Kite-making now lacks goosebumps

It was March 1944. Sometimes it takes a bit of creativity to get what you want – especially when you’re a kid. Take having a kite, for instance. Why should an 8-year-old spend a hard-earned quarter to have a store-bought kite when he can make one on his own?

Frank Fabrizio, a Warren city councilman and friend of the family, ran a little market on Highland Avenue, right across from First Street School. I mentioned to him one day that I wanted to build a kite all on my own rather than spend money buying one. He had a kind suggestion. He offered me two spools of cotton string and some butcher paper that he used to wrap the meat (when it was available) that he sold. Great! Here was a start.

Since I lived near the 88 acres that I have mentioned before in this column, I strolled out along the bridle paths to the beautiful grove of trees that stood in the southeast corner of the acreage. There I found some tree branches that would work in making the needed cross for the frame of the kite. I cut down two of the branches to the desired lengths, and notched their ends for the butcher string to form the diamond shape, then took the butcher paper and cut it out to size. With a little of my LePage’s paper glue, I had a pretty good-looking kite.

Outside, I ran with it – and ran with it. It wouldn’t fly. Even when the wind picked up, it wouldn’t fly. Maybe it was too heavy. I went inside. There I spotted a dry cleaner’s brown paper clothing bag that covered a dry-cleaned suit from Karl Konald’s Dry Cleaners. Cleaners didn’t cover the dry cleaning with light plastic as they do now. Karl was another Warren councilman and good friend of the family, and his dry-cleaning place was right at the end of Summit Street before it turns south and becomes Ohio Avenue.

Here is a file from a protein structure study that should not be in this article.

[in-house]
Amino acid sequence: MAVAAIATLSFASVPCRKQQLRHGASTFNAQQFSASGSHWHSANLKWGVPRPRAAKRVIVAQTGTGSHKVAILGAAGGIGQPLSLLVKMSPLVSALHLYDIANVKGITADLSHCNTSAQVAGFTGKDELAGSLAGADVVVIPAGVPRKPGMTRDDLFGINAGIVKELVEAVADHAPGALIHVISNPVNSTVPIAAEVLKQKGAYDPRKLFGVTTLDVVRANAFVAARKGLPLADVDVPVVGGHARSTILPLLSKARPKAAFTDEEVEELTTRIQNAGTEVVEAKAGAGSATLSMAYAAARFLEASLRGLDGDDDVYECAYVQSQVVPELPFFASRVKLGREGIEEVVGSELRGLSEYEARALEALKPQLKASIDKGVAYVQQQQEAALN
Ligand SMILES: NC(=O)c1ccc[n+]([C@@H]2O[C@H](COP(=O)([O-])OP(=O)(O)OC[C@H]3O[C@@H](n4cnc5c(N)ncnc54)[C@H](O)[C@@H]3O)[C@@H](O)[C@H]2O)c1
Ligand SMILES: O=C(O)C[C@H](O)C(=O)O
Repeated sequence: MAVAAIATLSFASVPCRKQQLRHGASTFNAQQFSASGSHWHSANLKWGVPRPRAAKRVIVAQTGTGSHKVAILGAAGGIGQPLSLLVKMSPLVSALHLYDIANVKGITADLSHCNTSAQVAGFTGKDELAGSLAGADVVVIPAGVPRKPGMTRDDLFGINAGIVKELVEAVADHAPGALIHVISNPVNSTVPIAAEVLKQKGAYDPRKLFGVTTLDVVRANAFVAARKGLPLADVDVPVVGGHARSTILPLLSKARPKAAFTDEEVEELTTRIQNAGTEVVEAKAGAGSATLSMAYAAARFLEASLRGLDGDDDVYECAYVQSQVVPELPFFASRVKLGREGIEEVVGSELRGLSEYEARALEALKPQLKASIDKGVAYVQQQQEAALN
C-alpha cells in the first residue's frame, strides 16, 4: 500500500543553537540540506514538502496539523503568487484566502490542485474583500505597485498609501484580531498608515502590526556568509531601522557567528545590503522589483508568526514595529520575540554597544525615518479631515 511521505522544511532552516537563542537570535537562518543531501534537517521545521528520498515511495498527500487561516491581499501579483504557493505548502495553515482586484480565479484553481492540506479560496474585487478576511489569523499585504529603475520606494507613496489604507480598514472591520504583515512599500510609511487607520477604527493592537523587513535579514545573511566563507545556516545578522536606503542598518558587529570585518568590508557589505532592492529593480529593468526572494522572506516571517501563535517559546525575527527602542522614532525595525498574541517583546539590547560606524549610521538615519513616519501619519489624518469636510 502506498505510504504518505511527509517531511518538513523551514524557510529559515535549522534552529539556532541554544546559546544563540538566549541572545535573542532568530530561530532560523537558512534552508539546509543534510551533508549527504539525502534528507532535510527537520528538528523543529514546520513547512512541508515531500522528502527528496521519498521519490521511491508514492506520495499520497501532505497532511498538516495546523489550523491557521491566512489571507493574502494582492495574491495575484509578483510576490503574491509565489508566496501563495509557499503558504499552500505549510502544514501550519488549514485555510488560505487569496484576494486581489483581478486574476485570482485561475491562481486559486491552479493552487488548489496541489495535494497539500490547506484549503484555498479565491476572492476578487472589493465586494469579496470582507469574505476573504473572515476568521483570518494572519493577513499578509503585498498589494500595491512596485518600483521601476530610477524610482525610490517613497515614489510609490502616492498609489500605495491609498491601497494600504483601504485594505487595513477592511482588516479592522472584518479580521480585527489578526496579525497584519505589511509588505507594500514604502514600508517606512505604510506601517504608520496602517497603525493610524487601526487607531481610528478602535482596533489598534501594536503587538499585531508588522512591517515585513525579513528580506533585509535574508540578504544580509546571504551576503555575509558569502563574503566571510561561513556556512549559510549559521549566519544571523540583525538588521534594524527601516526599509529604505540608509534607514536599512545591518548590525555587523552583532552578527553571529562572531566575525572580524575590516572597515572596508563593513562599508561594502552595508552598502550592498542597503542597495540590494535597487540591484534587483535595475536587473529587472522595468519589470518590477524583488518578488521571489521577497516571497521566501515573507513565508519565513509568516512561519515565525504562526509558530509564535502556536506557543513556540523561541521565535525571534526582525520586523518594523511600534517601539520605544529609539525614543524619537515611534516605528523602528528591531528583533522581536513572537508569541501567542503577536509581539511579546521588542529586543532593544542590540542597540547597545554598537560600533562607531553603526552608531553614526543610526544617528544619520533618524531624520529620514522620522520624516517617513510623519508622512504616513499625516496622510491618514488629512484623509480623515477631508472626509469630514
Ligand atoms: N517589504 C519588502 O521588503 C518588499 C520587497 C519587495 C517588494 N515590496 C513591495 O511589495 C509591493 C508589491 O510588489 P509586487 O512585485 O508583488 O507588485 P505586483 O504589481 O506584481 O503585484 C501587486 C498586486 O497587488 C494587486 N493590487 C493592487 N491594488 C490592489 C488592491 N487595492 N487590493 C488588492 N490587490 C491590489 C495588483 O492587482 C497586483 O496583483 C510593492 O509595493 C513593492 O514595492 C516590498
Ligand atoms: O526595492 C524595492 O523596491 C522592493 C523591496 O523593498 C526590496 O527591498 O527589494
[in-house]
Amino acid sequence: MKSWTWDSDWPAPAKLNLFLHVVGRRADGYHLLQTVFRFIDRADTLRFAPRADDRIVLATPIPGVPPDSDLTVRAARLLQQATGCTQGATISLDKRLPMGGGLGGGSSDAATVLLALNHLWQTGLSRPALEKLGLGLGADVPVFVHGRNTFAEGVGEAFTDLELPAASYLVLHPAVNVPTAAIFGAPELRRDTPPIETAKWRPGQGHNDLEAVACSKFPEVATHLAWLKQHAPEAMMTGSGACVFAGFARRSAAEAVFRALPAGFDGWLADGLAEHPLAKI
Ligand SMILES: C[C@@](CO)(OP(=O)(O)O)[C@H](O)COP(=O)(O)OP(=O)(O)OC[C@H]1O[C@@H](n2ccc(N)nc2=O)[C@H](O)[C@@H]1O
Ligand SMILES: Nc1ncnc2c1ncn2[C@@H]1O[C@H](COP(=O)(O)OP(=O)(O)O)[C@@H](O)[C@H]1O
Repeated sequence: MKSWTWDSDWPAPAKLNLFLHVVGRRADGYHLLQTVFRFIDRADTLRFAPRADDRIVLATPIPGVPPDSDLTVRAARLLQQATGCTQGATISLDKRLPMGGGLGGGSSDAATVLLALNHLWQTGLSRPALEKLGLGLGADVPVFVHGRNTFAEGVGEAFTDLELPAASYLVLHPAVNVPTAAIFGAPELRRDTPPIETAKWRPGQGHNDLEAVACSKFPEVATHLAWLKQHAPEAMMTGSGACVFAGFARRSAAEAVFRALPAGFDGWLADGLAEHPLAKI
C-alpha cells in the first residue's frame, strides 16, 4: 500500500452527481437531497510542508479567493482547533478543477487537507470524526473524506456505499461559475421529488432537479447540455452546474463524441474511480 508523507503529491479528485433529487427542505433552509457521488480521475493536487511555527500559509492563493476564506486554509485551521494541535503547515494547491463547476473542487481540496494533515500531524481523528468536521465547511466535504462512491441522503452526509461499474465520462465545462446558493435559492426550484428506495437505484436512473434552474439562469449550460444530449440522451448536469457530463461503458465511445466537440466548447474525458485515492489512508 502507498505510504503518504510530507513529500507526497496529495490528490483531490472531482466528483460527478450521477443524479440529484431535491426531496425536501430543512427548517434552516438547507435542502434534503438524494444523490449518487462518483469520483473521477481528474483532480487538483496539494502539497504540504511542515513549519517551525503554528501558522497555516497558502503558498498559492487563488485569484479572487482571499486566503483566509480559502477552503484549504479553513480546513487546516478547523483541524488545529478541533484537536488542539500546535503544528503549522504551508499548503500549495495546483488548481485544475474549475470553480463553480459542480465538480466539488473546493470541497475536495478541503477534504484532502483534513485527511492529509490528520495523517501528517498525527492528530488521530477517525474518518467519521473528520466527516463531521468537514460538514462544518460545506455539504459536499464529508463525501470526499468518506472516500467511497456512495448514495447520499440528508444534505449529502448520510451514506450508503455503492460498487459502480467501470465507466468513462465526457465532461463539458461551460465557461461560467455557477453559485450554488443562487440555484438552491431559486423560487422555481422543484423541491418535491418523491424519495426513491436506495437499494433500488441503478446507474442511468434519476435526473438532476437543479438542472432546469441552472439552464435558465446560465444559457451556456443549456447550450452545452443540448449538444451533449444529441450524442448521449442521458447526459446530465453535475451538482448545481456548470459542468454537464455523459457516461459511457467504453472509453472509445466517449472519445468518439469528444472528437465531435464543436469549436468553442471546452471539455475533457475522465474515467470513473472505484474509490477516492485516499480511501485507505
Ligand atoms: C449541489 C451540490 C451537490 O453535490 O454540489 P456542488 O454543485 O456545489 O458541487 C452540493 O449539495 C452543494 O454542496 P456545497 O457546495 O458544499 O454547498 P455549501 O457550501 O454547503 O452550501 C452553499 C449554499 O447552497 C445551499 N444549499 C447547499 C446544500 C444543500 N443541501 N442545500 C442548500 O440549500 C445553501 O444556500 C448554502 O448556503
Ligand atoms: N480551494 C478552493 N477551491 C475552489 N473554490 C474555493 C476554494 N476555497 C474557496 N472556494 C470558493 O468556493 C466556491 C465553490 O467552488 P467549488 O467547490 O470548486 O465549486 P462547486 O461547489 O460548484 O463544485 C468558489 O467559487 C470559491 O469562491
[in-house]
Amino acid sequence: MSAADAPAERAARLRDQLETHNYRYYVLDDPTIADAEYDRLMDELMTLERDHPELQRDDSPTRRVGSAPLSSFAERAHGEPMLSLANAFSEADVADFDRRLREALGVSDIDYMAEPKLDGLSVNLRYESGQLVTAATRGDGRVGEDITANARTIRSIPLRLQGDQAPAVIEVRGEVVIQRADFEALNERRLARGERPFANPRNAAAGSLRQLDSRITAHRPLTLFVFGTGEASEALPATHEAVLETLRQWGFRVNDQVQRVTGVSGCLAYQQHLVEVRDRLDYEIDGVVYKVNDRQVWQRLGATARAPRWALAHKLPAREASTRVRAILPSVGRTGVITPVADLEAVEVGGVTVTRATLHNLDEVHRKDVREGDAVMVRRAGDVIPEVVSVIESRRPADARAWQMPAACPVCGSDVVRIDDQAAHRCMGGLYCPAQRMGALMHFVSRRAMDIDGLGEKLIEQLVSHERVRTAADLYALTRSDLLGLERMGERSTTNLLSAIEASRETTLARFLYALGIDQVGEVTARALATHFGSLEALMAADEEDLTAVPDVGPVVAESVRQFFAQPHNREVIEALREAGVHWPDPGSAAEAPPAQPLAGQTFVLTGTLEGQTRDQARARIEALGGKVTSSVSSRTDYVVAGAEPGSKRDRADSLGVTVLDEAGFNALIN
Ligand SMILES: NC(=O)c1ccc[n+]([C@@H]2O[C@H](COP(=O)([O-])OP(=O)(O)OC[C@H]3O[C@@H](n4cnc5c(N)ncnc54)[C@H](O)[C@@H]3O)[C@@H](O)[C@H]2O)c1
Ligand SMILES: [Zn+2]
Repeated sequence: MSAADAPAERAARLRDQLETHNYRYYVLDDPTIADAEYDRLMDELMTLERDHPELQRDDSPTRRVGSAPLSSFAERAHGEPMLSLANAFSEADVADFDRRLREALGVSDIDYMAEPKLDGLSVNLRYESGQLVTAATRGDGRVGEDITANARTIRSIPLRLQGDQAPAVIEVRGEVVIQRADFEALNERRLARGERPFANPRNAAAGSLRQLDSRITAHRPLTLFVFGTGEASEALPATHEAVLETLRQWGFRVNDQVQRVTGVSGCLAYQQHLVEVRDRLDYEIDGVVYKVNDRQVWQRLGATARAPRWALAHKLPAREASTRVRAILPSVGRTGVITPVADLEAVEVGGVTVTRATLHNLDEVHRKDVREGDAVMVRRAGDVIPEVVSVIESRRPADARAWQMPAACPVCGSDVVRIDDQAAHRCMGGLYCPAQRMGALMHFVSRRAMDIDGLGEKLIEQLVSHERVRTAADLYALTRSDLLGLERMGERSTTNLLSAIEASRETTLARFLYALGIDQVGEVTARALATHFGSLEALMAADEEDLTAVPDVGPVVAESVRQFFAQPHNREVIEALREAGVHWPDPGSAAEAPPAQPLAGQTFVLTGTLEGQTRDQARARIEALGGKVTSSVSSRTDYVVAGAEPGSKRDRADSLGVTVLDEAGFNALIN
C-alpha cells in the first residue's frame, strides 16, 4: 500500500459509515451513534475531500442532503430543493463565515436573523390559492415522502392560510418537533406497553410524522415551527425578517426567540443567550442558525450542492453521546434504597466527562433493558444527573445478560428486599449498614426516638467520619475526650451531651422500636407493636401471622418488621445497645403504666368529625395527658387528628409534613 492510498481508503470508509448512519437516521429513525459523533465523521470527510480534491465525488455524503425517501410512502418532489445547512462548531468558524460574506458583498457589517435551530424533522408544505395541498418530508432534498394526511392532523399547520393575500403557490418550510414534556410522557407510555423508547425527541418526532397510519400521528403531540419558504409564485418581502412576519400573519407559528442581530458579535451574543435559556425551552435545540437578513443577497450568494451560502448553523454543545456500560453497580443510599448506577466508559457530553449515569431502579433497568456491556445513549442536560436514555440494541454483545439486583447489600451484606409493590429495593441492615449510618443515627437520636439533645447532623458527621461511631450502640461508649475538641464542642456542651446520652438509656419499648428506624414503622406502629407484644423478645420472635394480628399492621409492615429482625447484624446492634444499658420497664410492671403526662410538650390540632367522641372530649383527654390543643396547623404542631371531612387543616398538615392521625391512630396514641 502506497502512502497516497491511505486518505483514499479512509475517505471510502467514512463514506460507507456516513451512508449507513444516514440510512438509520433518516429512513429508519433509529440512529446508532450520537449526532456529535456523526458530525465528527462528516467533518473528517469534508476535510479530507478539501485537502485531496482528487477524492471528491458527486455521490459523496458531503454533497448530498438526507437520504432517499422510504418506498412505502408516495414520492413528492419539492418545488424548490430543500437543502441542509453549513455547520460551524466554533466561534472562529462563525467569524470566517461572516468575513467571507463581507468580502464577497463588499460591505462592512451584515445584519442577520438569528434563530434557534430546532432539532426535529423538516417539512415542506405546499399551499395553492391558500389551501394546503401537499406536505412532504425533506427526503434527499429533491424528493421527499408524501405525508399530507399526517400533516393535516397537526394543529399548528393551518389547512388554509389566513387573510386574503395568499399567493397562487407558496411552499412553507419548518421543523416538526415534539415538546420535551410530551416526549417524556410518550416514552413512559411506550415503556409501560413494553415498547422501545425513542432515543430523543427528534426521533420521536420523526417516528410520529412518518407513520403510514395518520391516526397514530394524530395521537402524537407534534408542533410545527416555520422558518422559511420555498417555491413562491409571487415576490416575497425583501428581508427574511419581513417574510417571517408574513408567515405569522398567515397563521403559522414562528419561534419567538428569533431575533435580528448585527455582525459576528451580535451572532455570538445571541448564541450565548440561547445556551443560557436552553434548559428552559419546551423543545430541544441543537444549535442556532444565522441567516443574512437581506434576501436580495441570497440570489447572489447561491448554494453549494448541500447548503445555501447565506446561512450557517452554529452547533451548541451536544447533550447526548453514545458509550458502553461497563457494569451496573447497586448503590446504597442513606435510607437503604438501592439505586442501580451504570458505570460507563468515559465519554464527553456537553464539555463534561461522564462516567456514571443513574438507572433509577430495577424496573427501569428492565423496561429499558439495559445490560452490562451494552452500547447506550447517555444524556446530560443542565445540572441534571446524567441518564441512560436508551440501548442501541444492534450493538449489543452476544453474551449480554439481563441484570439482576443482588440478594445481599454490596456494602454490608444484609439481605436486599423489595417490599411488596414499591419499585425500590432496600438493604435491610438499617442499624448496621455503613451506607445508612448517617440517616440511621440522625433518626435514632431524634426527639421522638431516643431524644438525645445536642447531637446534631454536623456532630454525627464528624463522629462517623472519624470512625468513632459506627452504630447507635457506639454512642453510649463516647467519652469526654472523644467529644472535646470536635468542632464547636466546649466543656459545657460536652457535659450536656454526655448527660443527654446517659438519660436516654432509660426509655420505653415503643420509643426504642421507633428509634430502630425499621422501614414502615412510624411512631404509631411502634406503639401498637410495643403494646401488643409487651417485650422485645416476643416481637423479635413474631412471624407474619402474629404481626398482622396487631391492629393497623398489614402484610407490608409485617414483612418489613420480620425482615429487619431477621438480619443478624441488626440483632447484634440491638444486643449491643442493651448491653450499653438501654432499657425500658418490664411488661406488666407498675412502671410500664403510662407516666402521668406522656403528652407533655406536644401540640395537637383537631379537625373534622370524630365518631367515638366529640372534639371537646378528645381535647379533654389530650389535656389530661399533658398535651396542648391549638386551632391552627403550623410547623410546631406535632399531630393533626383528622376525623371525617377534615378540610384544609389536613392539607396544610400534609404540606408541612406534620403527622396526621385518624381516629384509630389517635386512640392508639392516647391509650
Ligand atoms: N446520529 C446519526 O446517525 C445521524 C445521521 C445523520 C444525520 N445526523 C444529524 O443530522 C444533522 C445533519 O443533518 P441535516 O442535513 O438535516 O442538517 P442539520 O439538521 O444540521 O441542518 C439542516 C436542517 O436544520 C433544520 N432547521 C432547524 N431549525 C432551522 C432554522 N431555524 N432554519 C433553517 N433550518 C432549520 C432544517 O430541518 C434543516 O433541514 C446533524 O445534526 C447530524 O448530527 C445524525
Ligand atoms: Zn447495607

I tore off the butcher paper and substituted the dry cleaner bag paper. Voila! I had lift off! It flew, but it was out of control. A bigger kid told me to tie some strips of rags to the bottom for a tail. OK, that made it controllable.

One day, I had especially good luck in getting my kite aloft, and paid out the whole spool of string. I stuck the stick that I had the spool on into the soft ground and ran into the house to get the second spool. I paid it out until I came to the end of it. Now the kite was so far away that it must have been over North Road from where I stood in the stand pipe yard on Genesee.

Now, to try some messages I found some of my mom’s recipe cards and a hole punch. Since the kite was so far away and so high, I thought it must be getting close to heaven. I wrote a few notes like “Hi, God,” on the cards, punched a hole, slit the cards, put the card on the string, taped the slit closed and sent my messages up the string. Even at the tender age of eight, I was cynical enough to think that nobody would be up there to read the messages.

After what seemed like hours, I began to reel my kite back in. Know what? All of those messages I had sent up were gone! I got goose bumps thinking about how those messages may have disappeared.

Recently, I built another kite just like before. Only I had to use store-bought dowels for the frame and brown Kraft paper instead of dry cleaner bags.

I drove down to Perkins Circle to give my kite a try. I sat in the car and looked around. There were some big kids playing a little softball.

Maybe it was because late April didn’t have enough wind, or just maybe, at 80, I couldn’t run fast enough (read walk) to get a successful launch. On the other hand, perhaps both the kite and its operator weighed a little too much.

Then I thought that those kids would have a field day watching this old man’s efforts. Besides, I hadn’t made any messages to send up on the kite string.

I left the kite in the trunk and drove back home. There would be no goosebumps today.

Mumford, of Warren, can be reached at